William Penn Jr.
Penn was born on 14 March 1681, the sixth child of Penn and his first wife, Gulielma Maria Springett, in County Cork, Ireland.
At Bristol on 12 January 1699, he married Mary Jones (1677–1733), the daughter of Charles and Martha (Wathen) Jones. His father was present at the wedding. The couple had three children.
He came to the colony with newly appointed Lieutenant-Governor John Evans, arriving February 2, 1704, and was made a member of the provincial council six days later. He raised a militia company, but, being presented before the corporation of the city of Philadelphia, the chief men in which were unfriendly to his father, for disorder at a tavern, he took offense and returned to England. He was an unsuccessful candidate for Parliament. On his mother's side he was related to the wife of Lord Fairfax, and engaged with him and others in a project to recover sunken treasure. By various means he added to his father's financial embarrassment, and he was obliged to sell the manor of Williamstadt, which had been laid out for him at the founding of the colony. In 1708, he signed the Pennsylvania Mortgage Agreement. Around this time he formally renounced Quakerism and became a member of the Church of England.
After William Penn's death in July 1718, his second wife, Hannah Callowhill Penn, had to deal with a challenge to her husband's will. The will had provided William Jr. with the estate of Shanagarry, County Cork, Ireland, which had descended from his grandfather, Admiral William Penn, and certain other property, including all but 40,000 acres (160 km2) of the American estate. In an effort to cut Hannah and her children out of the inheritance, he waged a legal effort to contest his father's will. Although he died before the case was settled, his son Springett attempted to have the court declare the will invalid, asserting that his grandfather was mentally incompetent when he wrote it. Hannah Penn prevailed, and saw to it that her children received the estate, after payment of her husband's debts. When she died on December 20, 1726, the proprietorship of Pennsylvania passed to her three sons: John, Thomas, and Richard.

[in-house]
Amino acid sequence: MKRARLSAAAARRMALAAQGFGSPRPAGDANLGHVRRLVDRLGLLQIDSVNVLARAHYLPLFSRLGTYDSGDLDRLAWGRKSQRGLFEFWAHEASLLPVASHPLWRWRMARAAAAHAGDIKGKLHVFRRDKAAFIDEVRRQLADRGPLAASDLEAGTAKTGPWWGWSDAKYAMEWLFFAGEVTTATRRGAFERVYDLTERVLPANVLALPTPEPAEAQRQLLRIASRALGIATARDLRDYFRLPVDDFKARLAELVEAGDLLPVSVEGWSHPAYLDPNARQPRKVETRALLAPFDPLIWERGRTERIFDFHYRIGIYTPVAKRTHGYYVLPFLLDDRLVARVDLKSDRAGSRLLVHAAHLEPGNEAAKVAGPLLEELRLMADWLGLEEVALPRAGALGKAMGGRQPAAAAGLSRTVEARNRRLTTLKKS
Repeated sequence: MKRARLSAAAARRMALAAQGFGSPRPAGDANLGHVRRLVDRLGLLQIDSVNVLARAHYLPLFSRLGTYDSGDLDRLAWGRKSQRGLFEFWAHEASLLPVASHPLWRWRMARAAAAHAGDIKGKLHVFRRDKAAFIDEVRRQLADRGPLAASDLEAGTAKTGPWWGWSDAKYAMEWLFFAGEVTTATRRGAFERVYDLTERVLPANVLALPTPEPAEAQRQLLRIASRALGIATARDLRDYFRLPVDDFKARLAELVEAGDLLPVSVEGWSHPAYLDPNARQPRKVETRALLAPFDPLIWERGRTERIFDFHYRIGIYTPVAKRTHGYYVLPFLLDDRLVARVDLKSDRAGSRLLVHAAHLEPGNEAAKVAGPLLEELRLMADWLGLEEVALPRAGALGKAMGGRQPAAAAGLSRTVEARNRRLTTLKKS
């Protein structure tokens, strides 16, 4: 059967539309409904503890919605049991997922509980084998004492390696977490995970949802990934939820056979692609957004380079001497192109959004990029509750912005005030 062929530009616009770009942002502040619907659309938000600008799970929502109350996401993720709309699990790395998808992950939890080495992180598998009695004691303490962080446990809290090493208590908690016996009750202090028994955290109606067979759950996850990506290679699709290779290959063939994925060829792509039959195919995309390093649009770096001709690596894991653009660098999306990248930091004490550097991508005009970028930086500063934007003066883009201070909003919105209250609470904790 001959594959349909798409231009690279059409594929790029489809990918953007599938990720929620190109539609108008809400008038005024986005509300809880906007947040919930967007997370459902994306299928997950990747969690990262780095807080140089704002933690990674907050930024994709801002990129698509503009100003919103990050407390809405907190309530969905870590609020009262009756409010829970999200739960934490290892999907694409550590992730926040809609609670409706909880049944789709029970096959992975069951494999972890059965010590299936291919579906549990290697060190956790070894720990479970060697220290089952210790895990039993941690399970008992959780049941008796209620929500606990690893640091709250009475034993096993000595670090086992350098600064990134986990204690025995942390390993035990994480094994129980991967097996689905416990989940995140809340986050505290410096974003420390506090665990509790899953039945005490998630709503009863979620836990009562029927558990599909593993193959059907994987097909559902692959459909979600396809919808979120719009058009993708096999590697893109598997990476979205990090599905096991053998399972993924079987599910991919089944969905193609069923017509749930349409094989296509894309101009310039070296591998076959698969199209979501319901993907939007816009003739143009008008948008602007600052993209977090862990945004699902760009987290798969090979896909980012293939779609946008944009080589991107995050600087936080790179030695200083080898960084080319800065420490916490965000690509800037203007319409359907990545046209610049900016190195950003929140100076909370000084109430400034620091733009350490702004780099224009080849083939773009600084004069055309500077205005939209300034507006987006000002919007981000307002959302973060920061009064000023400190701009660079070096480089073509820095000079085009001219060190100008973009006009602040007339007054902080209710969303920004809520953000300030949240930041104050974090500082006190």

He died of tuberculosis in Liège on 23 June 1720.
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